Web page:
The Gospel Coalition just published a superb, biblical critique of why the LAST thing we flawed human beings need is more "self esteem". Long identified as the culprit behind eating disorders, self esteem is actually the self-love and self-centered mindset the Bible cautions us against. Invariably, it will lead us into sin - including self-obsessed life-dominating sins such as anorexia and bulimia.

Ronnie Martin's article, "The Beauty of Low Self-Esteem", is here:

"I'm just going to say it: I love me. Go ahead and say it to yourself a few times. I love me. I don't know how it will make you feel, but I can guarantee that it won't make you a liar. Look in the mirror. Not bad, huh? No? Well, whether you love or hate what you see, chances are you'll keep on looking.

None of us has a problem with low self-esteem. Scripture tells us we were born with the opposite issue. We all think of ourselves as a little more pretty, a little more talented, a little more worthy, and a little more deserving of just about everything in this life. Far from having naturally broken hearts, our hearts are naturally bloated with the calories of self-consumption and filled with obscene levels of self-obsession. We've been taught that there's nothing more valuable than how much we value ourselves. Sometimes we like to doll it up with introspective words like self-realization or self-fulfillment, but it's all the same thing: egos the size of Kanye West performing with Jay Z on top of the Empire State Building. Yes, our esteem is that extreme.

Depths of Our Souls

The frightening thing about self esteem is the staggering lengths God goes to completely eradicate it from the depths of our souls, in order to produce depth in our souls. If the Lord loves a humble and contrite heart, it means that he equally abhors a prideful and defiant one. One of the prevailing themes of the Bible is how God makes nothing out of men by flipping the object of their esteem from themselves back to him. These stories play out like dark, epic, cinematic tragedies. We all hope our story doesn't.

In Moses we see a rich, short-tempered prep school kid who got embroiled in a racial murder scandal. Fleeing the scene into exile and obscurity, he gets a blue-collar gig tending sheep for 40 years. God eventually steps back into the picture and assigns him the CEO position of the world's largest relocation project. What he doesn't tell him is that the relocation's going to take another 40-plus years and that he's going to die right before the final move-in date. God spent a lot of years breaking down Moses. His whole life, actually.

Then there's Joseph, a spoiled, insensitive trust-fund baby, coddled by his Daddy until his brothers have finally had enough of his insufferable bragging and throw him in a hole while they discuss how to do away with him. They end up selling him into slavery instead, because you could do that back then. He lands a manager position for good behavior until he gets framed on rape charges. Dude ends up back in jail until a VP gig for the nation of Egypt opens up, and through some heartbreaking circumstances, he lands the job. God broke Joseph down during the prime years of his young adult life.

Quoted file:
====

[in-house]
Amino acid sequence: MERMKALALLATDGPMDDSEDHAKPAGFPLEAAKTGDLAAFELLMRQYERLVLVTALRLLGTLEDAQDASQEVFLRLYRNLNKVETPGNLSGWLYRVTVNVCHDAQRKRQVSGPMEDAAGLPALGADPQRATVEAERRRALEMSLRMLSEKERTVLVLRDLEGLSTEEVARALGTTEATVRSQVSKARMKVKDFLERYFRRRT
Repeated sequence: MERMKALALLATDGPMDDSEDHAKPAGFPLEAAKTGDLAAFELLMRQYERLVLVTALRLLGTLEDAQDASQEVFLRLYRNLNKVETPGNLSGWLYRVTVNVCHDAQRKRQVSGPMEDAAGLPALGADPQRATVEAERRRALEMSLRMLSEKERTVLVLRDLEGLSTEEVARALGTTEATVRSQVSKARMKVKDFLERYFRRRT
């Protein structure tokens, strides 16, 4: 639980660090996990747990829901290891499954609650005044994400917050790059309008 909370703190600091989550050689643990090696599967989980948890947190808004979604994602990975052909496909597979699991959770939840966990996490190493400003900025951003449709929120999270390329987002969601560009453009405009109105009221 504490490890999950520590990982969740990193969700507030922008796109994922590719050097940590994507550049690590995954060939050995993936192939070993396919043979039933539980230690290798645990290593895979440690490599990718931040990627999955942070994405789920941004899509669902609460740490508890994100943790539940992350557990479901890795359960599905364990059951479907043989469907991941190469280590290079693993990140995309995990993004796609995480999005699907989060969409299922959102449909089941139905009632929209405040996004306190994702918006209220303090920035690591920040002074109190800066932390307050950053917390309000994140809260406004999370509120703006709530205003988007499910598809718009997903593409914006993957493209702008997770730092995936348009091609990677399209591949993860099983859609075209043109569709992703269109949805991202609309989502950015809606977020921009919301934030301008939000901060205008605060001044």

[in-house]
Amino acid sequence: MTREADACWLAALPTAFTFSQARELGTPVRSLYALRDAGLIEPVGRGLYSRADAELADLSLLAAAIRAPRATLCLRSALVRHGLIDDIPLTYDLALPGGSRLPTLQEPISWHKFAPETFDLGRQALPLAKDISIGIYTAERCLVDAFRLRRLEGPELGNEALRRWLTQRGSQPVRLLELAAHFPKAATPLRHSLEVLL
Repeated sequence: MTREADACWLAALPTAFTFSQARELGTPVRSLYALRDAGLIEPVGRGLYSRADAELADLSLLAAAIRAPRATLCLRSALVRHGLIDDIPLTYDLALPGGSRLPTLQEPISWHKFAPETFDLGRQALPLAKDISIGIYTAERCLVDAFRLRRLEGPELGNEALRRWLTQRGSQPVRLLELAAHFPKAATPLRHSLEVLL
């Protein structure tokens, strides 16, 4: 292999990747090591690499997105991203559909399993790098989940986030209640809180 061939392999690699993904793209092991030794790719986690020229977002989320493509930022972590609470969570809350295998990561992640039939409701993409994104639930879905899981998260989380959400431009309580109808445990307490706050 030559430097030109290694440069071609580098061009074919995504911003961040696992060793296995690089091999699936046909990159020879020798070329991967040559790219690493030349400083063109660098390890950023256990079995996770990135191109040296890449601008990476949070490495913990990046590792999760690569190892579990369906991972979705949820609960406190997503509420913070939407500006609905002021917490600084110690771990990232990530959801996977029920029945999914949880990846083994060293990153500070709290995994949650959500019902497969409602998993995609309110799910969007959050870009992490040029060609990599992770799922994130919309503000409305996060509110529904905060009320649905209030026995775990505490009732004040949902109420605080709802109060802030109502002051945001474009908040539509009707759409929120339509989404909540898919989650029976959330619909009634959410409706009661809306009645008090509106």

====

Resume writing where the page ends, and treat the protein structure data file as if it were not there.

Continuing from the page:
You see where I'm going here. God takes sometimes horrific, drastic measures to destroy our self-esteem. We're not told much about the personal pain Moses and Joseph experienced. We're not told of the sleepless nights spent in isolation, gripped by emotional despondency while grasping hopelessly in the dark, trying to fathom why God was doing this and whether he was even there. In hindsight, we tend to view these figures as emboldened, courageous, pillars of the faith, but it's foolishness to think that their responses were any less weak and human than ours would be. But we see a God that uses very human experiences to change the hearts of human vessels. And it hurts.

Call to Brokenness

The call to brokenness is a call to openness. It's an altered vision. It doesn't mean that our lives enter into a continuous state of disrepair so that God can use what "working" functions we have left for his glory. Brokenness is the gentrification of our hearts. It means that the heart we had was condemned and the only way for God to make it fit for use was to demolish it and rebuild it from the ground up. Same body, new heart. The reason it hurts so bad is that we all love our old hearts. We love the familiar pulse and well-worn rhythm that our old hearts provided for us. They filled us with adrenaline, pumping the blood of self-indulgence through our veins . . . until we remember that they didn't at all. We remember that they shut us into the cells of our own self-belief, closing us off from the liberation of godly self-denial.

The beauty of low self-esteem is that we finally have the hearts to highly esteem God. It's not that we all turn into Debbie Downers and drench ourselves in self-loathing and self-pity. No, there's no time for that when our eyes are fixed firmly on our Lord.